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Building Berkshire East; A Senator in Need of a Home; Eat Well, Do Good

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Tuesday, December 24, 2013

Building Berkshire East

 

As the 2013/2014 ski season got into full swing last week, Berkshire East Ski Resort in Charlemont had plenty to show for its efforts over the summer, including a major expansion of its base lodge, which will open in January. The latest part of a multi-phase reinvestment in the mountain by the Schaefer family, the lodge expansion follows closely on the heels of significant increases in snow-making capacity and the development on site of wind and solar power. In addition to a number of local builders who worked on the project, many of the ski resort’s staff joined in, including Berkshire East’s race director Tyler Conrad (pictured swinging a mallet, right), who is also an expert in timber framing.

 

A Senator in Need of a Home

 

Percolating rumors that Scott Brown plans to run for the Senate from New Hampshire hit the boiling point last week, when Bloomberg News Service reported that the former Massachusetts senator has found a buyer for his Wrentham house and is moving to the Granite State, where his family owns a vacation home. Democrats have been in a tizzy for months over the prospect of the Republican Brown moving north to challenge incumbent Sen. Jeanne Shaheen. (Others have speculated that Brown might, in fact, have his sights set on a higher office, noting his recent visits to another state popular with presidential candidates, Iowa.) Shaheen has used the rumors that Brown is coming after her seat to boost her war chest; this fall, that effort was bolstered when her colleague, Sen. Elizabeth Warren—who replaced Brown as Massachusetts’ senator in 2012—appealed to her own supporters, asking them to donate to Shaheen: “Let’s show Scott Brown: If he decides to run against Jeanne Shaheen, we’ll be there once again to stop him.”

Now the Democratic National Committee has chimed in, posting a mock ad on Craigslist offering Brown’s senatorial services to any state that wants him: “Politician for Hire. (Boston. Or Manchester. Or Des Moines),” it reads.

“Need candidate to run for political offices? Scott Brown has you covered,” continues the ad, which goes on to list some of Brown’s job qualifications: “Interested in municipal, state, federal and/or national office. … Expertise in protecting the interests of the banking and financial services sector.” The ad also includes this caveat: “Unable to start within 30 days due to contract restrictions with Fox News.”

 

Eat Well, Do Good

 

Throughout 2013, CISA (Community Involved in Sustaining Agriculture) has invited supporters to celebrate its 20th anniversary by taking part in a series of monthly challenges, such not-especially-onerous tasks as visiting a sugarhouse, learning to make ice cream at home, visiting new farm stands, organizing a pot luck with a menu of local goodies.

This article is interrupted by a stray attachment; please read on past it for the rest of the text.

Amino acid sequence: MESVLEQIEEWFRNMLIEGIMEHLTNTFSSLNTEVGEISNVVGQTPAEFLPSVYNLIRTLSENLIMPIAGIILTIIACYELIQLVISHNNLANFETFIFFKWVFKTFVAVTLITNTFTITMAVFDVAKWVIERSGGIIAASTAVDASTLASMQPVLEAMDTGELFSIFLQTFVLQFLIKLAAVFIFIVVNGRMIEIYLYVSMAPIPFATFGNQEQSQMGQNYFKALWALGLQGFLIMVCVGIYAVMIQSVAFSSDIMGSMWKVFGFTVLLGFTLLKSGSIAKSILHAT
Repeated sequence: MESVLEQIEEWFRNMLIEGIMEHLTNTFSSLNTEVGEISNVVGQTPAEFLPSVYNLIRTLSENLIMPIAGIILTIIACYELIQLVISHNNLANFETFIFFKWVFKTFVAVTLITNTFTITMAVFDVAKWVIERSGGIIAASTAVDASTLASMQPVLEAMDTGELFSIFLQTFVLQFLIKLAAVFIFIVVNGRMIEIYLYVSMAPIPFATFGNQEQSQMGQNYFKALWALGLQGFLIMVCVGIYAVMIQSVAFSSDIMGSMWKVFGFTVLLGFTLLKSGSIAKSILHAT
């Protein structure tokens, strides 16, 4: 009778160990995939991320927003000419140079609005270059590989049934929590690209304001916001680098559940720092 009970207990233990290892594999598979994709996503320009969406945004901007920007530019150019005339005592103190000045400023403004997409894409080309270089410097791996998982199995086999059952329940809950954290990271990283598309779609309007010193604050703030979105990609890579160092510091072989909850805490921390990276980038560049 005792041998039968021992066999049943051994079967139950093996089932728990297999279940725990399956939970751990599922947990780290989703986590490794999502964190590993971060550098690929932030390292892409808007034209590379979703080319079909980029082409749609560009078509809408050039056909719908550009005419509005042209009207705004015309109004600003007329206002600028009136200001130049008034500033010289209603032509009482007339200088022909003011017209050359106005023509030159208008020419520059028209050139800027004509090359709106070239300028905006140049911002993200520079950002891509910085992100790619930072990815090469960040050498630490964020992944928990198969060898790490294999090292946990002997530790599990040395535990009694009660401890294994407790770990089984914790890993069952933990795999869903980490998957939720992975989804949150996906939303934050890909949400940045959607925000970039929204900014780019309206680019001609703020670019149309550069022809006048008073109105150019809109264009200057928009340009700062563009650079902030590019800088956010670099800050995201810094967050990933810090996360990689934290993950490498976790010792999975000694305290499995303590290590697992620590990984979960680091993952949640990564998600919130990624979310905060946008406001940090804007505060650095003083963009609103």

Each step of the way, participants were helping work toward CISA’s ultimate goal: to double the amount of local food Valley residents eat by 2033.

Now, as CISA’s anniversary year comes to a close, the organization has released a new publication to help supporters continue that work. “Eat Up and Take Action for Local Food” suggests creative ways to support the local food system that go well beyond filling your grocery bag (the reusable cloth kind, of course) with local produce.

“Together, farmers and their customers have created a renaissance in our local food economy, one that promises long-term benefits to our health, our environment, and our communities,” writes the guide’s author, Margaret Christie, CISA’s special projects director. “To fully achieve this promise, we need to maximize the power we wield as consumers, and take action for local food in arenas beyond the marketplace—as citizens, workers, volunteers, parents, and community members.”

The guide’s suggestions range from lobbying to bring more local food to your kid’s school cafeteria to supporting programs that bring local food to low-income people to becoming better informed about how government policy affects local and small-scale food producers. The guide also highlights innovative programs that can serve as models, like a Cooley Dickinson Hospital program that allows workers to pay for a farm-share membership through payroll deductions and pick up their shares at work.

“The world’s problems can seem awfully big and impossible to impact,” Christie said in a press release announcing the guide. “Local food gives us a way to take concrete, hopeful action every day.”

“Eat Up and Take Action for Local Food” is available online at CISA’s website: www.buylocalfood.org.

 

 

Worth Quoting:

“@MGMSpringfield whining about town’s refusal to accept their ‘standard deal’ (cue violins and Wayne Newton)”

—Northampton Mayor David Narkewicz, commenting via Twitter on a MassLive article about MGM’s stalled negotiations with the town of Longmeadow on a casino mitigation agreement

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